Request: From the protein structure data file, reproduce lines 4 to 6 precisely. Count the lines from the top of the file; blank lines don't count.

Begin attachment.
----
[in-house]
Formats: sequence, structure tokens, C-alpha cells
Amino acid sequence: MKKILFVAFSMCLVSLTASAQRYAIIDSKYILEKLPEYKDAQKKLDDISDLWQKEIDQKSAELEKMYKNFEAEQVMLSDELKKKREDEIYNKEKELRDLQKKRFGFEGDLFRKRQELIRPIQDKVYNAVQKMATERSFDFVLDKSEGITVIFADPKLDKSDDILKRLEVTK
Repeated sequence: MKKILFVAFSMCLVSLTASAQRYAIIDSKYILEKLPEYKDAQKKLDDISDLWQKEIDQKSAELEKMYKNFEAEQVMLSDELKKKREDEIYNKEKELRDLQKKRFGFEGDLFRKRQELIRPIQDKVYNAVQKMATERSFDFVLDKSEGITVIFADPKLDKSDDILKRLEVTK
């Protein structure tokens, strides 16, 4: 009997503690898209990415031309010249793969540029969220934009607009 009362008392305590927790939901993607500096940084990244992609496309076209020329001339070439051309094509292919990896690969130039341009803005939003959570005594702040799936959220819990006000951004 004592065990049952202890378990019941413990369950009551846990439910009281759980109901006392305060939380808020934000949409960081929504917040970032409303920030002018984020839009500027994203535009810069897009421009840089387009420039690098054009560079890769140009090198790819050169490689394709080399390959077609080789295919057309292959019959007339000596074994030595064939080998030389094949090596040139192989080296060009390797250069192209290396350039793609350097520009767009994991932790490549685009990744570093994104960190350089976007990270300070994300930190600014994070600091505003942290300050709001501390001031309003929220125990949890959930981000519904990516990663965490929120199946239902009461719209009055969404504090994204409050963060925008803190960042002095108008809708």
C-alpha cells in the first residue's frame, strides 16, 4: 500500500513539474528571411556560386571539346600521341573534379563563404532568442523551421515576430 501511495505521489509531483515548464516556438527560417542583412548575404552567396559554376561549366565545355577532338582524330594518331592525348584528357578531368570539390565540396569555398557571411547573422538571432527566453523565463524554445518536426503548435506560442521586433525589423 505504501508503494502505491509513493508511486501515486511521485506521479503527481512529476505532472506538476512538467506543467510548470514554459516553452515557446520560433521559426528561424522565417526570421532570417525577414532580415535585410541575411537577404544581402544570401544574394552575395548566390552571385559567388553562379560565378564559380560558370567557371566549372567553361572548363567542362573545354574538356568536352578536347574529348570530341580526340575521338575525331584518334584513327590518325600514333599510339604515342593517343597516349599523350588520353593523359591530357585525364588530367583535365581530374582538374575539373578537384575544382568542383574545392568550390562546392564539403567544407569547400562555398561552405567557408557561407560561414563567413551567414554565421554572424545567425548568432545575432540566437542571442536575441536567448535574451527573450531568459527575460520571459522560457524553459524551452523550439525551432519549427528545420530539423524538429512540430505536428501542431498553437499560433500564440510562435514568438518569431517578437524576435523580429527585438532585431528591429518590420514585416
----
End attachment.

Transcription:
Repeated sequence: MKKILFVAFSMCLVSLTASAQRYAIIDSKYILEKLPEYKDAQKKLDDISDLWQKEIDQKSAELEKMYKNFEAEQVMLSDELKKKREDEIYNKEKELRDLQKKRFGFEGDLFRKRQELIRPIQDKVYNAVQKMATERSFDFVLDKSEGITVIFADPKLDKSDDILKRLEVTK
């Protein structure tokens, strides 16, 4: 009997503690898209990415031309010249793969540029969220934009607009 009362008392305590927790939901993607500096940084990244992609496309076209020329001339070439051309094509292919990896690969130039341009803005939003959570005594702040799936959220819990006000951004 004592065990049952202890378990019941413990369950009551846990439910009281759980109901006392305060939380808020934000949409960081929504917040970032409303920030002018984020839009500027994203535009810069897009421009840089387009420039690098054009560079890769140009090198790819050169490689394709080399390959077609080789295919057309292959019959007339000596074994030595064939080998030389094949090596040139192989080296060009390797250069192209290396350039793609350097520009767009994991932790490549685009990744570093994104960190350089976007990270300070994300930190600014994070600091505003942290300050709001501390001031309003929220125990949890959930981000519904990516990663965490929120199946239902009461719209009055969404504090994204409050963060925008803190960042002095108008809708």
C-alpha cells in the first residue's frame, strides 16, 4: 500500500513539474528571411556560386571539346600521341573534379563563404532568442523551421515576430 501511495505521489509531483515548464516556438527560417542583412548575404552567396559554376561549366565545355577532338582524330594518331592525348584528357578531368570539390565540396569555398557571411547573422538571432527566453523565463524554445518536426503548435506560442521586433525589423 505504501508503494502505491509513493508511486501515486511521485506521479503527481512529476505532472506538476512538467506543467510548470514554459516553452515557446520560433521559426528561424522565417526570421532570417525577414532580415535585410541575411537577404544581402544570401544574394552575395548566390552571385559567388553562379560565378564559380560558370567557371566549372567553361572548363567542362573545354574538356568536352578536347574529348570530341580526340575521338575525331584518334584513327590518325600514333599510339604515342593517343597516349599523350588520353593523359591530357585525364588530367583535365581530374582538374575539373578537384575544382568542383574545392568550390562546392564539403567544407569547400562555398561552405567557408557561407560561414563567413551567414554565421554572424545567425548568432545575432540566437542571442536575441536567448535574451527573450531568459527575460520571459522560457524553459524551452523550439525551432519549427528545420530539423524538429512540430505536428501542431498553437499560433500564440510562435514568438518569431517578437524576435523580429527585438532585431528591429518590420514585416